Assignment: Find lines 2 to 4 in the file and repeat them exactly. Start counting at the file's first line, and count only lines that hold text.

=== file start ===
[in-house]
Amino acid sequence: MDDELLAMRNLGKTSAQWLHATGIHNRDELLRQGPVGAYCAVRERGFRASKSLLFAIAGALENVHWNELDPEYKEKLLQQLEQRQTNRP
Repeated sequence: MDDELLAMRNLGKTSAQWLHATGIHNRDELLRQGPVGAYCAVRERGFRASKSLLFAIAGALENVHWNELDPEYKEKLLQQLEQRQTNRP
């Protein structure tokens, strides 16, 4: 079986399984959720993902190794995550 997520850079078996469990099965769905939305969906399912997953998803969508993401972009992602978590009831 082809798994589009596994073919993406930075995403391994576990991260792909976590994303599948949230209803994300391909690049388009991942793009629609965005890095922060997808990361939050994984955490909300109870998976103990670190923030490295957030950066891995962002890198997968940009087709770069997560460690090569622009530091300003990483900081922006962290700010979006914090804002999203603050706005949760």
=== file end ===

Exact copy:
Amino acid sequence: MDDELLAMRNLGKTSAQWLHATGIHNRDELLRQGPVGAYCAVRERGFRASKSLLFAIAGALENVHWNELDPEYKEKLLQQLEQRQTNRP
Repeated sequence: MDDELLAMRNLGKTSAQWLHATGIHNRDELLRQGPVGAYCAVRERGFRASKSLLFAIAGALENVHWNELDPEYKEKLLQQLEQRQTNRP
């Protein structure tokens, strides 16, 4: 079986399984959720993902190794995550 997520850079078996469990099965769905939305969906399912997953998803969508993401972009992602978590009831 082809798994589009596994073919993406930075995403391994576990991260792909976590994303599948949230209803994300391909690049388009991942793009629609965005890095922060997808990361939050994984955490909300109870998976103990670190923030490295957030950066891995962002890198997968940009087709770069997560460690090569622009530091300003990483900081922006962290700010979006914090804002999203603050706005949760």